In a nuanced portrait of a fractured family in 60s Montana, Carey Mulligan stuns in career-best performance.
Paul Dano, the next in a line of actor-turned-directors, creates a beautiful adaptation of Richard Ford’s novel along with co-writer and partner Zoe Kazan. When Jerry Brinson (Jake Gyllenhaal) loses his job at a golf course, his unemployment ignites a personal crisis, as he refuses to return even when they offer to take him back. Much to the bewilderment of his family, he goes off to fight wildfires for a dollar an hour instead!! Through the disoriented eyes of his son Joe (Ed Oxenbould) we see the difficulty a child faces as his homelife unravels; Ed’s performance is emotionally attuned to taking on the role of an adult - too early. While he and Gyllenhaal are both superb, it is Mulligan who shines through in her depiction of mother Jeanne. Her own fire raging in despair lit by Jerry’s decision, she does what she can to survive, abandoning the perfect persona of a mid-century housewife. Poignant and powerful in its detailed focus on the ways people process devastation. (research Rachel Williams)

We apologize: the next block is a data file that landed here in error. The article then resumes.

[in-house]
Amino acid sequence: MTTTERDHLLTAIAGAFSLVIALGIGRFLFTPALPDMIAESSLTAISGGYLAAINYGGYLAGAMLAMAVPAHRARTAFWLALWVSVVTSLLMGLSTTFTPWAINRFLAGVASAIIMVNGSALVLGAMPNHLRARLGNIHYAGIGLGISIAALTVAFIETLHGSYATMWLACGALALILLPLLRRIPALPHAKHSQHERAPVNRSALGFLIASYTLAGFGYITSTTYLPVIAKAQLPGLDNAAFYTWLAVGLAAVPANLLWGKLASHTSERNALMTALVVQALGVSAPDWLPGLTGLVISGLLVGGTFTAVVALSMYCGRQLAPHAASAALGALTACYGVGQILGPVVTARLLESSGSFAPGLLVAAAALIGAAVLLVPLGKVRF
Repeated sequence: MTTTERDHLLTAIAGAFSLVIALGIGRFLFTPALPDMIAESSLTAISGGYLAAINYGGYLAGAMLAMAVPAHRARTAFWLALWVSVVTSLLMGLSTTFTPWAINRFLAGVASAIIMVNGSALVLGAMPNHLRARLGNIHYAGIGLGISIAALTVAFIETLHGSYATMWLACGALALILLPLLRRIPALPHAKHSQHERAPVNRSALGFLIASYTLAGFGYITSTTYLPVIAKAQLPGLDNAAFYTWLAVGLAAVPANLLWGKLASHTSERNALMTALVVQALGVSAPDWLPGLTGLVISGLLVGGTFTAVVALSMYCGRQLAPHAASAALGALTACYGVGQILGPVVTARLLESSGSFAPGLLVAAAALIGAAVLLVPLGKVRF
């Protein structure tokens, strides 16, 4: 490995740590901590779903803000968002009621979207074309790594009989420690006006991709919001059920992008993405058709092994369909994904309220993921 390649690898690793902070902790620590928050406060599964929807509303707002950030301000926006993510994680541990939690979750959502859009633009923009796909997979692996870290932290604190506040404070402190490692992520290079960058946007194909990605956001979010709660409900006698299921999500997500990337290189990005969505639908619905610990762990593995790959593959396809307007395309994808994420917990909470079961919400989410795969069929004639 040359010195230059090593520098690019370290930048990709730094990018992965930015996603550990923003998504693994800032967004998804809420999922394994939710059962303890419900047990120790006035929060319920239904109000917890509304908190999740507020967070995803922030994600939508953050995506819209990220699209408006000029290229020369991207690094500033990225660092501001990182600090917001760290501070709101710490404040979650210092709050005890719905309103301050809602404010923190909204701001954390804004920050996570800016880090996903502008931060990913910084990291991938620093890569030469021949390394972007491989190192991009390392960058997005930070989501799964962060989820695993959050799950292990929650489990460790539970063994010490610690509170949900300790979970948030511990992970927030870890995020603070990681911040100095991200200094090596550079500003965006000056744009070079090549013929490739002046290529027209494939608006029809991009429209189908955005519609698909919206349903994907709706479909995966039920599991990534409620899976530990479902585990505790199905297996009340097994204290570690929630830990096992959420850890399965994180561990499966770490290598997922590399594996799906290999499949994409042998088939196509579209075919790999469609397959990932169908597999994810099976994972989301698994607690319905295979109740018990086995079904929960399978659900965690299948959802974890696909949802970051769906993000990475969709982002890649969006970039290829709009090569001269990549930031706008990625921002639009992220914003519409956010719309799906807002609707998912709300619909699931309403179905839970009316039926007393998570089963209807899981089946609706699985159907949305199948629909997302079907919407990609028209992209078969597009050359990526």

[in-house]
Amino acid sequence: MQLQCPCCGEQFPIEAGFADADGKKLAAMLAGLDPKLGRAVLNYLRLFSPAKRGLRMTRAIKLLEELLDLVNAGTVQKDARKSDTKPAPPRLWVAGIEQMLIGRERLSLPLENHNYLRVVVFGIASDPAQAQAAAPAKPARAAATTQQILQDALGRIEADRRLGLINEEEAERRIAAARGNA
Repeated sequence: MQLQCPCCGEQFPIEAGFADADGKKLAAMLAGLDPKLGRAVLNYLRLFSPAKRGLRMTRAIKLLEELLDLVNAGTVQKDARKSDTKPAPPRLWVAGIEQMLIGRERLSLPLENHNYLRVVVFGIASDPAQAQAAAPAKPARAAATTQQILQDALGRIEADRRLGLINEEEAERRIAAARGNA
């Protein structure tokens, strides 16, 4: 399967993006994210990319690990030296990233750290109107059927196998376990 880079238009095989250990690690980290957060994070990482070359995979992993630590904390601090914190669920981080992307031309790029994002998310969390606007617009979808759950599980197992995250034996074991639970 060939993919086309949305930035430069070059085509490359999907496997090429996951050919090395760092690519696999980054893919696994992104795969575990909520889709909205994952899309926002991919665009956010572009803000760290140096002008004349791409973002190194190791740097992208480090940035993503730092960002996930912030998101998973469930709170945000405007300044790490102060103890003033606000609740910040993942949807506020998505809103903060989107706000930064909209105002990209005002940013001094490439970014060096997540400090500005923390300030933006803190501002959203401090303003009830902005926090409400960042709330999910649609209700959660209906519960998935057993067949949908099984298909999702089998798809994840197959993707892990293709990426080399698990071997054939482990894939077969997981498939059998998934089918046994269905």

Feels like Dano has been around D-Day Lewis too long. Oscar-baiting too.